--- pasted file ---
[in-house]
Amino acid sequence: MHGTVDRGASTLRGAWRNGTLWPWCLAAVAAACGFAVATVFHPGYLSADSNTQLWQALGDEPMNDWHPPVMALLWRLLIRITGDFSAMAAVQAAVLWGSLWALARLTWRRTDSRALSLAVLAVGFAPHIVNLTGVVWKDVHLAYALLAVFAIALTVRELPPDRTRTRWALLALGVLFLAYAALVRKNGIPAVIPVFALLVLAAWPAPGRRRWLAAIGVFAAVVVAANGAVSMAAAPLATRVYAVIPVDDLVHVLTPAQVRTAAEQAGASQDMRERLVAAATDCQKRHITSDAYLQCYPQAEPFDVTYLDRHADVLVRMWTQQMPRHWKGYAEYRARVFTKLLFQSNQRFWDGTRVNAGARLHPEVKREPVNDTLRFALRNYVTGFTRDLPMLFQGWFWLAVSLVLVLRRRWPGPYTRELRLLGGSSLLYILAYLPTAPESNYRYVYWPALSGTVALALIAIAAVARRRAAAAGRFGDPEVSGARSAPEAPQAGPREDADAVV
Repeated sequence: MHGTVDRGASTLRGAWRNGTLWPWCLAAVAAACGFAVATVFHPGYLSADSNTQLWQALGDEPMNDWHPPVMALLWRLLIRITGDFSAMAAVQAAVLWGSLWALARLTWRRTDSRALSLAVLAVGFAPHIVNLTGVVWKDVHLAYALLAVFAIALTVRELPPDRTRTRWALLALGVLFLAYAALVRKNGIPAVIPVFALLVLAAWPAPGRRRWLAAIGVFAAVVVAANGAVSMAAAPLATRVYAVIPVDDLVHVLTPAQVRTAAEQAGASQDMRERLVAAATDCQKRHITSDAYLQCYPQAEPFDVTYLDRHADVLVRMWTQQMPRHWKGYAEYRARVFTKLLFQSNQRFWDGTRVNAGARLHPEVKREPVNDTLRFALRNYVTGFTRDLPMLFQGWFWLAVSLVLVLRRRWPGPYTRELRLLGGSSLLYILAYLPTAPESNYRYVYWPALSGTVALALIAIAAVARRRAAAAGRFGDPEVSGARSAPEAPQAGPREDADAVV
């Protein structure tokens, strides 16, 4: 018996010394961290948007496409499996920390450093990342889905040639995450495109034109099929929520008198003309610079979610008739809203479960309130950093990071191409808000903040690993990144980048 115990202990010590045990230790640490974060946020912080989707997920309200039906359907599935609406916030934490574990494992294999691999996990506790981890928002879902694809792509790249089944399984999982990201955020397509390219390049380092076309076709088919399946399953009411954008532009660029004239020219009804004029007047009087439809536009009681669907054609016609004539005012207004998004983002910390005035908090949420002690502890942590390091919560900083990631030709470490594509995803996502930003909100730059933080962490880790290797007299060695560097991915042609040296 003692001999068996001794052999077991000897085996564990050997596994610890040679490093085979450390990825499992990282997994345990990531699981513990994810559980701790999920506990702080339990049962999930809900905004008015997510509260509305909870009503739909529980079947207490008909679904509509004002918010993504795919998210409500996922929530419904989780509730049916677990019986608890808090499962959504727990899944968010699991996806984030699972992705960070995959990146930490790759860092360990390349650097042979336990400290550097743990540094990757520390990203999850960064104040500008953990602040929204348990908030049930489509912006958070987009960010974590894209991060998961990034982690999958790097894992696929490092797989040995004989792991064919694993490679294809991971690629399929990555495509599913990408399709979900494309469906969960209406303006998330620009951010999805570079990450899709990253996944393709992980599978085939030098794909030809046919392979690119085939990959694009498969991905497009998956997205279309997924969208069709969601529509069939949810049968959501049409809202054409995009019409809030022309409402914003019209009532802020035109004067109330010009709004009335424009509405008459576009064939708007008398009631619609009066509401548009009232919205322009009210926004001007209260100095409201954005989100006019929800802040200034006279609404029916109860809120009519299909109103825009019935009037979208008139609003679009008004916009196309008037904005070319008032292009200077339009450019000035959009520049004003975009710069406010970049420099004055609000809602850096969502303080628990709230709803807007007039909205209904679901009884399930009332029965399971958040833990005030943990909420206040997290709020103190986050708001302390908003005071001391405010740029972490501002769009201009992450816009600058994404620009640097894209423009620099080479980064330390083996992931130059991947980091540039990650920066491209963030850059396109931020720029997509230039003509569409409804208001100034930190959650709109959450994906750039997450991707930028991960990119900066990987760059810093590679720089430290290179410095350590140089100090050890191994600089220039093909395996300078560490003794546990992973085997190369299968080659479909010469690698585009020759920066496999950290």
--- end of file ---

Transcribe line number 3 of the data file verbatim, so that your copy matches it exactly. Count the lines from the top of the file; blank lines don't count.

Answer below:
Repeated sequence: MHGTVDRGASTLRGAWRNGTLWPWCLAAVAAACGFAVATVFHPGYLSADSNTQLWQALGDEPMNDWHPPVMALLWRLLIRITGDFSAMAAVQAAVLWGSLWALARLTWRRTDSRALSLAVLAVGFAPHIVNLTGVVWKDVHLAYALLAVFAIALTVRELPPDRTRTRWALLALGVLFLAYAALVRKNGIPAVIPVFALLVLAAWPAPGRRRWLAAIGVFAAVVVAANGAVSMAAAPLATRVYAVIPVDDLVHVLTPAQVRTAAEQAGASQDMRERLVAAATDCQKRHITSDAYLQCYPQAEPFDVTYLDRHADVLVRMWTQQMPRHWKGYAEYRARVFTKLLFQSNQRFWDGTRVNAGARLHPEVKREPVNDTLRFALRNYVTGFTRDLPMLFQGWFWLAVSLVLVLRRRWPGPYTRELRLLGGSSLLYILAYLPTAPESNYRYVYWPALSGTVALALIAIAAVARRRAAAAGRFGDPEVSGARSAPEAPQAGPREDADAVV